Virtual Reality is now more than just a passing fad, it is the future of gaming.
Since VR started becoming a feasible way to play games, I’ve been incredibly interested in the potential for the technology. As an avid fan of Star Trek, I’ve always dreamed of having my own Holodeck in which to experience games and virtual environments. While the technology hasn’t gotten that far yet, VR headsets are the closest thing we have right now.
I have been waiting to see if VR would catch on before spending nearly $1,000 on a VR headset, not counting the price of getting a VR-ready computer. Oculus apparently heard me and dropped the price of the Oculus Rift by over 50% in the past year. Right now, the Oculus Rift and Touch bundle is on a temporary summer sale for $399.
The Oculus Rift summer sale was set to end on August 21, 2017, but due to high demand it was extended by “a few weeks” according to Oculus. After the summer sale is over, the Oculus will not return to its nearly $700 price tag, but will be set at a regular price of $499. This makes the Oculus even cheaper than getting started with the PlayStation VR, which is currently about $386 for just the headset without the motion controllers.
On the other hand, PlayStation VR is seen as one of the easiest entry points to VR because more people have a PS4 than a VR-ready PC, and Sony has reported that the device has been selling out since its release.
With the price drop of the Rift, I saw my opportunity to finally buy a VR headset and I took it. For only around $425 after taxes, I had an Oculus Rift, Oculus Touch controllers, and 6 VR games that were included for free in the bundle.
Why did I buy an Oculus and not an HTC Vive?
Well, throughout the Oculus summer sale, the HTC Vive VR headset remained priced at $799. After comparing numerous reviews for both headsets, I decided that for half the price, the Oculus was the better option. There were only minor differences between the two, the main difference being the outward facing camera on the Vive that prevents you from having to remove the headset to see your surroundings. To me, this wasn’t worth paying $400 more.
However, when Oculus announced they were extending their summer sale, the Vive suddenly dropped $200 to a lower price of $599. While HTC said that the move was to make VR more accessible, there have been rumors that HTC is looking to transfer or sell off its virtual reality business. One can only speculate if this has anything to do with the lower pricing for the Oculus Rift and the continued success of PlayStation VR.
Regardless of which VR headset you prefer, there is another reason to take advantage of these slashed prices and jump into VR. Once mainly a bastion for indie developers and novelty experiences, the Virtual Reality game library is growing to include many AAA titles.
Skyrim VR, Fallout 4 VR, and Doom VFR are all releasing later this year. Skyrim VR will be released first on the PS VR in November, with a Vive version coming out later. Doom VFR will be released on the PS VR and the Vive on December 1st of this year and Fallout 4 VR will be released for the Vive on December 12.
So, you’re probably thinking, “Wait, you didn’t mention these games coming to the Oculus Rift.”
None of these games currently have a release date for the Oculus Rift. But this is 2017 and we can easily overcome this obstacle! Luckily for me, and other Oculus owners, there is a relatively effortless way to enjoy Vive-specific games on your Oculus Rift. You could simply download Steam VR and enable Oculus to run unknown sources, though because of control differences it is not guaranteed that every game will work. I’ve used Steam VR to play the Vive-only game Accounting, from the creators of Rick and Morty, on my Oculus with no issues.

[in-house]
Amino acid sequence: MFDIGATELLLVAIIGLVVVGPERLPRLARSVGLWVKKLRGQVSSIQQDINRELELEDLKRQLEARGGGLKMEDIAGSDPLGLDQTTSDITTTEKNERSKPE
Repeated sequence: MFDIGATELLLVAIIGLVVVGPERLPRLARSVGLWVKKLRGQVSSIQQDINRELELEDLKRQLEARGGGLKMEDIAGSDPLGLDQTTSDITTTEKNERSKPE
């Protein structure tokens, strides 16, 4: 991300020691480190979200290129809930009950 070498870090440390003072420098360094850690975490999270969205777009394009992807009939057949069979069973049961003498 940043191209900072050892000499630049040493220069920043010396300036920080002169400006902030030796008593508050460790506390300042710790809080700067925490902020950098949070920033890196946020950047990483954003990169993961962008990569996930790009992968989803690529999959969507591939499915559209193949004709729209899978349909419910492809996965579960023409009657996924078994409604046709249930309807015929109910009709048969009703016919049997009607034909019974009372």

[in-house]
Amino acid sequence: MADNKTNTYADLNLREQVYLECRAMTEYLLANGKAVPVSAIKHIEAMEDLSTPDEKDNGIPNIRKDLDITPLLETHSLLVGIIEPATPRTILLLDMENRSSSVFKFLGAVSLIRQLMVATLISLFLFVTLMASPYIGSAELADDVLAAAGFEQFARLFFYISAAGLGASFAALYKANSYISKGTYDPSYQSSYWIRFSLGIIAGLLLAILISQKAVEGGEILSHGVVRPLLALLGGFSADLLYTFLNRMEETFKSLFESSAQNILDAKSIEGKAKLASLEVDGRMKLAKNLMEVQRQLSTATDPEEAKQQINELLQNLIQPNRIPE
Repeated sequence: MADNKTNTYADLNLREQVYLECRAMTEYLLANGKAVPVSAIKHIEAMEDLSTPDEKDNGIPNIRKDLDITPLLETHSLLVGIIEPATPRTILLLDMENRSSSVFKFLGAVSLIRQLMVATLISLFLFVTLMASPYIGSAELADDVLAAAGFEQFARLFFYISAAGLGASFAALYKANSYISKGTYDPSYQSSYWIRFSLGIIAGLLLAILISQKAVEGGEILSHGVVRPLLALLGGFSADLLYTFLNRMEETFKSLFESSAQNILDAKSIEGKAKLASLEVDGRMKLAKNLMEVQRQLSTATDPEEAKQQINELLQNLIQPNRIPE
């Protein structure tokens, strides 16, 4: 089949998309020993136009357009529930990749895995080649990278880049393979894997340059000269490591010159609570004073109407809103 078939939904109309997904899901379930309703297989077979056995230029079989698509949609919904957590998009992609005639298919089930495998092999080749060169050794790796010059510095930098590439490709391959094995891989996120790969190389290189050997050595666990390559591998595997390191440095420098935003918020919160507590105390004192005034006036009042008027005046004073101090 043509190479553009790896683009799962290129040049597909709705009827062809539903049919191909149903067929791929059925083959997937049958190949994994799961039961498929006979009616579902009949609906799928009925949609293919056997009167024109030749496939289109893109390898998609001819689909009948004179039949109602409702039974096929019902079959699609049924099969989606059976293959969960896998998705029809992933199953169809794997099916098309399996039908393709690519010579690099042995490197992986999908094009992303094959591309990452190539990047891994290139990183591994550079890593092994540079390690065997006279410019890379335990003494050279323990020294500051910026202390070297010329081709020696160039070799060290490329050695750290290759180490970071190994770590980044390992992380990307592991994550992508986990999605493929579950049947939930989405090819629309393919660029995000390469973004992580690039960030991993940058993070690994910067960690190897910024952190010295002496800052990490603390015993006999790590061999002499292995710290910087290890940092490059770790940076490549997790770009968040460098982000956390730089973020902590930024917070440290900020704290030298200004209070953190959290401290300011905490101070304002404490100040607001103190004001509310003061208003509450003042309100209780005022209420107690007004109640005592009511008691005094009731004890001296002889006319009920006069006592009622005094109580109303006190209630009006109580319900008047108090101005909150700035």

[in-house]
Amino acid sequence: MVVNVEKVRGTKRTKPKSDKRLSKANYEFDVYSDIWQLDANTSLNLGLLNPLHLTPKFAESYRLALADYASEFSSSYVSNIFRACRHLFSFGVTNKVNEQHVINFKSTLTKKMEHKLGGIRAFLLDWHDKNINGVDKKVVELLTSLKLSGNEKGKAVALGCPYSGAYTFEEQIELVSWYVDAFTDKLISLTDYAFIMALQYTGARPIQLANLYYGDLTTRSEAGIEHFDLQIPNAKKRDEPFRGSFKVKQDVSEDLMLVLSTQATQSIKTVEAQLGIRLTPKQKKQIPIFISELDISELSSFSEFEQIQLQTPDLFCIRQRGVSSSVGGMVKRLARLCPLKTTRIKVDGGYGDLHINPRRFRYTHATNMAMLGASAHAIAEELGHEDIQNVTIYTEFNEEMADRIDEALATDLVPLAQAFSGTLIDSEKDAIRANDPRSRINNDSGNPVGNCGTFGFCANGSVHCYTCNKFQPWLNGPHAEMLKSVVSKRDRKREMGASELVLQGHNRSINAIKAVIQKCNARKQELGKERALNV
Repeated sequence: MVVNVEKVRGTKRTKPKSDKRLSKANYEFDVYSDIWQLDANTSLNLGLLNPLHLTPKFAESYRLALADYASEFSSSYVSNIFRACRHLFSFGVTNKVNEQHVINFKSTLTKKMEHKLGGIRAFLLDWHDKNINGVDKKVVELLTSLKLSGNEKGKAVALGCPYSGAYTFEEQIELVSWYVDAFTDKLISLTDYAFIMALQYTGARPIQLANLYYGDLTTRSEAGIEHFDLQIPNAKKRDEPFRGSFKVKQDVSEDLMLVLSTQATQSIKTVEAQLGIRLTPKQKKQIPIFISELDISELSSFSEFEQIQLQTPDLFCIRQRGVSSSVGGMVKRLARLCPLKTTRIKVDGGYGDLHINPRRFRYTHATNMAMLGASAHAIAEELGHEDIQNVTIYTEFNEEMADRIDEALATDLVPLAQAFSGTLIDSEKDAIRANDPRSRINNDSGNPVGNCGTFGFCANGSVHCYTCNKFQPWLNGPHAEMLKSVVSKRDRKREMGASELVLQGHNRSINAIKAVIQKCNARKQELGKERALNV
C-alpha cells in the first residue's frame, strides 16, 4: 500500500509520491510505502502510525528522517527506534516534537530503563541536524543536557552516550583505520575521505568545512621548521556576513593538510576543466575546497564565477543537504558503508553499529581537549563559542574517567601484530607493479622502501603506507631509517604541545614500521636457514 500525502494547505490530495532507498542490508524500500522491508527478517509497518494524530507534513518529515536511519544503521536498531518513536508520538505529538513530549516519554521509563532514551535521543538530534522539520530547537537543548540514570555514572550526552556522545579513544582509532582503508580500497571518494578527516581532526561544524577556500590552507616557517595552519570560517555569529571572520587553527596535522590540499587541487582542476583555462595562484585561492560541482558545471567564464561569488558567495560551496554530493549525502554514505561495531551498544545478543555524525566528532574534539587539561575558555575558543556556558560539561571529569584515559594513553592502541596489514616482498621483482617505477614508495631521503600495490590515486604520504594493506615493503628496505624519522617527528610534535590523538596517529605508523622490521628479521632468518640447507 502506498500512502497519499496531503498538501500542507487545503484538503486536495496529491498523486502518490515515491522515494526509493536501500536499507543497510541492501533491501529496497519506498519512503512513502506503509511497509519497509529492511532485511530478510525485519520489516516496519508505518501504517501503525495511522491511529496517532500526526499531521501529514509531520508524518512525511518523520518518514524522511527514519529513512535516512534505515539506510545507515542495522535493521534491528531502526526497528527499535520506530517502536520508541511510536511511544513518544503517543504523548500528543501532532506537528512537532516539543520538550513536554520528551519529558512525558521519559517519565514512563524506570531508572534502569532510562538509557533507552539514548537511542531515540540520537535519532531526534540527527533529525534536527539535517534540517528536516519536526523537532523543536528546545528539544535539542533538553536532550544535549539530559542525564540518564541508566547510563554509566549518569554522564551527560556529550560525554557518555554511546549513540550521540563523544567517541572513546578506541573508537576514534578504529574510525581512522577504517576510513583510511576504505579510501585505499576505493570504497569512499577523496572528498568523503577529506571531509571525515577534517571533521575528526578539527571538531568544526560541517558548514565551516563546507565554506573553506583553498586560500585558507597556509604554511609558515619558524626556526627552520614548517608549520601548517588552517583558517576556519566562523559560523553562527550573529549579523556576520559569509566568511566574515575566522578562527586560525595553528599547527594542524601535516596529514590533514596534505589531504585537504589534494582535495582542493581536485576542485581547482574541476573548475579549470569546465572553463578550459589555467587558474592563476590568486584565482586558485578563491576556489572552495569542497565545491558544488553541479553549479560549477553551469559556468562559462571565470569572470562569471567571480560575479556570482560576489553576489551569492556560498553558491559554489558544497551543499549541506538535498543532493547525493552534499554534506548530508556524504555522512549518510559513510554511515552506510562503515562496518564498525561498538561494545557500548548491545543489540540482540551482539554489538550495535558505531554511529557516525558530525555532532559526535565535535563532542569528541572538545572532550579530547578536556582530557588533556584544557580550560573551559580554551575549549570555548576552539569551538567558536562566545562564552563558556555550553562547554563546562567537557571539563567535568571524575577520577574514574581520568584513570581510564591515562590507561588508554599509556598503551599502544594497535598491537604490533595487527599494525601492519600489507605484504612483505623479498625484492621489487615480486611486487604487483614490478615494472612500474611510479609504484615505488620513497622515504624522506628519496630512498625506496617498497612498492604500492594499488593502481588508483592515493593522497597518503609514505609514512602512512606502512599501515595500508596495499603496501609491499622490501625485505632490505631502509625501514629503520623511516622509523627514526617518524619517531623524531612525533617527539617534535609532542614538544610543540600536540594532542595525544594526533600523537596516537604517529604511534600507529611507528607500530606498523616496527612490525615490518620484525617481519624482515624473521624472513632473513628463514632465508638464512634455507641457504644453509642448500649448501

You could also install Viveport, a subscription-based service that allows you to play up to 5 different VR games a month, with the caveat that not every game may work. Here’s a nifty tutorial for you if you want to give it a try. Even if you have issues using any of these methods, there are always third-party ports of Vive-only games for the Oculus, and vice-versa. (Or you could just wait for the almost inevitable Oculus Rift release date.)
I’ve had my Oculus Rift for about 2 weeks at the writing of this article, and I absolutely love it. It’s one of the best purchases I’ve made and it has completely changed the way I interact with games and what I expect from them. From very intense and visceral games like Gorn, to the calming and funny experience of Job Simulator, I feel I’ve only just scratched the surface of what VR is capable of. I was surprised at how immersed I could become in a cartoonish, over-the-top gladiator game like Gorn, but after just one match I was sweating and terrified of what would come at me next. It was an exhilarating feeling that I haven’t felt from a video game in a long time. Since Bethesda creates some of my all-time favorite games, I simply cannot wait until I’m able to play Skyrim or Fallout with that same level of immersion that I felt with Gorn.
Although the Vive and the Rift are both cheaper now than they have been in the past year or so, don’t expect these prices to stay this low. HTC is planning a new controller for the Vive that would be more responsive to your hand movements and would likely result in a reluctance to lower the price much further once it is released. With the introduction of more AAA games to the VR library, including games like Killing Floor: Incursion and Resident Evil 7, there is a likelihood that VR will stay around the $600 price point going forward. So, don’t miss your opportunity to experience Virtual Reality while it’s still on sale!
To check to see if your computer supports VR, Steam has a handy tool you can download that will tell you if you’re good to go or what you need to upgrade. Be sure to chat with us on Twitter and let us know if you’re planning on giving VR a try!